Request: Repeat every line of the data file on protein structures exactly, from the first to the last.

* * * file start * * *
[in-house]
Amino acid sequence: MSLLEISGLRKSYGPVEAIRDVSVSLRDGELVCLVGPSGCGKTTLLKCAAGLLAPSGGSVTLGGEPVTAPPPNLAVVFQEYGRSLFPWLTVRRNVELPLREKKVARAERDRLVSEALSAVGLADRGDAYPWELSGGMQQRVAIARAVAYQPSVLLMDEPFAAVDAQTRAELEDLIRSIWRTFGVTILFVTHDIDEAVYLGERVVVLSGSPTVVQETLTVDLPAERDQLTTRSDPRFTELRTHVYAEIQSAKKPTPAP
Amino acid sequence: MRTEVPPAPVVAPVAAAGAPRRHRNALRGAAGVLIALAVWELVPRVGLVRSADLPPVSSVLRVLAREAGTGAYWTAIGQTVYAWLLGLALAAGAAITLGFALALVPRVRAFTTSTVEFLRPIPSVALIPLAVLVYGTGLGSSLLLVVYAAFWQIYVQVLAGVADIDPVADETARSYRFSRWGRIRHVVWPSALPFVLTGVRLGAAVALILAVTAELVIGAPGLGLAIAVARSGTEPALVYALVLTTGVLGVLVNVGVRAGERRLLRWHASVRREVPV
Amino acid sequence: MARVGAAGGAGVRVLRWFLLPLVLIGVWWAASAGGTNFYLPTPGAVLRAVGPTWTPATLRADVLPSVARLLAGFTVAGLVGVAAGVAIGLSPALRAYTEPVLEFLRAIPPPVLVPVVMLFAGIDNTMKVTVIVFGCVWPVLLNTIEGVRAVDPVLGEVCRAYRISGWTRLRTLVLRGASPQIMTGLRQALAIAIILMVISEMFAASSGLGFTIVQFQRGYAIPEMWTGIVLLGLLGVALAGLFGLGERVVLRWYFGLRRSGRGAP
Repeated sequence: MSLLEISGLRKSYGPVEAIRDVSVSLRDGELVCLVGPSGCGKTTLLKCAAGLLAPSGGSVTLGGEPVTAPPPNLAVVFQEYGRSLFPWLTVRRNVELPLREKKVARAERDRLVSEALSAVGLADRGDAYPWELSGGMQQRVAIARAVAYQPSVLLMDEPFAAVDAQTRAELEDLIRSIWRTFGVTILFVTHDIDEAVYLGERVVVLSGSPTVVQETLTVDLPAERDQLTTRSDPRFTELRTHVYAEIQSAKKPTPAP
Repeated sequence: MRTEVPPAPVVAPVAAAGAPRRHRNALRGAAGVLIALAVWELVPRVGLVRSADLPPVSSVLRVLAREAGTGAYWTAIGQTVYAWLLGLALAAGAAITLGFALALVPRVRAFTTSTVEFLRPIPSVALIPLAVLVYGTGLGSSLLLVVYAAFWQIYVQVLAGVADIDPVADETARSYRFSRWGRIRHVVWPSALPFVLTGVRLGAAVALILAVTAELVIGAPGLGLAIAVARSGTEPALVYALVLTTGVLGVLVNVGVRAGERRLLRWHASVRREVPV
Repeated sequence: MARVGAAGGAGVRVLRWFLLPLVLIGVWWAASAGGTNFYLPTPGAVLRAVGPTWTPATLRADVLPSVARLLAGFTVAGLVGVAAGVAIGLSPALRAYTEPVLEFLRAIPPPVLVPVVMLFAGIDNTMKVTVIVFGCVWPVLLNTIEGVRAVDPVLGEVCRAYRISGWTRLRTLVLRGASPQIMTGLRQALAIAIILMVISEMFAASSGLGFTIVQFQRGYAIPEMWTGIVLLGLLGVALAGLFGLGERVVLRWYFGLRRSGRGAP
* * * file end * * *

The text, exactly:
[in-house]
Amino acid sequence: MSLLEISGLRKSYGPVEAIRDVSVSLRDGELVCLVGPSGCGKTTLLKCAAGLLAPSGGSVTLGGEPVTAPPPNLAVVFQEYGRSLFPWLTVRRNVELPLREKKVARAERDRLVSEALSAVGLADRGDAYPWELSGGMQQRVAIARAVAYQPSVLLMDEPFAAVDAQTRAELEDLIRSIWRTFGVTILFVTHDIDEAVYLGERVVVLSGSPTVVQETLTVDLPAERDQLTTRSDPRFTELRTHVYAEIQSAKKPTPAP
Amino acid sequence: MRTEVPPAPVVAPVAAAGAPRRHRNALRGAAGVLIALAVWELVPRVGLVRSADLPPVSSVLRVLAREAGTGAYWTAIGQTVYAWLLGLALAAGAAITLGFALALVPRVRAFTTSTVEFLRPIPSVALIPLAVLVYGTGLGSSLLLVVYAAFWQIYVQVLAGVADIDPVADETARSYRFSRWGRIRHVVWPSALPFVLTGVRLGAAVALILAVTAELVIGAPGLGLAIAVARSGTEPALVYALVLTTGVLGVLVNVGVRAGERRLLRWHASVRREVPV
Amino acid sequence: MARVGAAGGAGVRVLRWFLLPLVLIGVWWAASAGGTNFYLPTPGAVLRAVGPTWTPATLRADVLPSVARLLAGFTVAGLVGVAAGVAIGLSPALRAYTEPVLEFLRAIPPPVLVPVVMLFAGIDNTMKVTVIVFGCVWPVLLNTIEGVRAVDPVLGEVCRAYRISGWTRLRTLVLRGASPQIMTGLRQALAIAIILMVISEMFAASSGLGFTIVQFQRGYAIPEMWTGIVLLGLLGVALAGLFGLGERVVLRWYFGLRRSGRGAP
Repeated sequence: MSLLEISGLRKSYGPVEAIRDVSVSLRDGELVCLVGPSGCGKTTLLKCAAGLLAPSGGSVTLGGEPVTAPPPNLAVVFQEYGRSLFPWLTVRRNVELPLREKKVARAERDRLVSEALSAVGLADRGDAYPWELSGGMQQRVAIARAVAYQPSVLLMDEPFAAVDAQTRAELEDLIRSIWRTFGVTILFVTHDIDEAVYLGERVVVLSGSPTVVQETLTVDLPAERDQLTTRSDPRFTELRTHVYAEIQSAKKPTPAP
Repeated sequence: MRTEVPPAPVVAPVAAAGAPRRHRNALRGAAGVLIALAVWELVPRVGLVRSADLPPVSSVLRVLAREAGTGAYWTAIGQTVYAWLLGLALAAGAAITLGFALALVPRVRAFTTSTVEFLRPIPSVALIPLAVLVYGTGLGSSLLLVVYAAFWQIYVQVLAGVADIDPVADETARSYRFSRWGRIRHVVWPSALPFVLTGVRLGAAVALILAVTAELVIGAPGLGLAIAVARSGTEPALVYALVLTTGVLGVLVNVGVRAGERRLLRWHASVRREVPV
Repeated sequence: MARVGAAGGAGVRVLRWFLLPLVLIGVWWAASAGGTNFYLPTPGAVLRAVGPTWTPATLRADVLPSVARLLAGFTVAGLVGVAAGVAIGLSPALRAYTEPVLEFLRAIPPPVLVPVVMLFAGIDNTMKVTVIVFGCVWPVLLNTIEGVRAVDPVLGEVCRAYRISGWTRLRTLVLRGASPQIMTGLRQALAIAIILMVISEMFAASSGLGFTIVQFQRGYAIPEMWTGIVLLGLLGVALAGLFGLGERVVLRWYFGLRRSGRGAP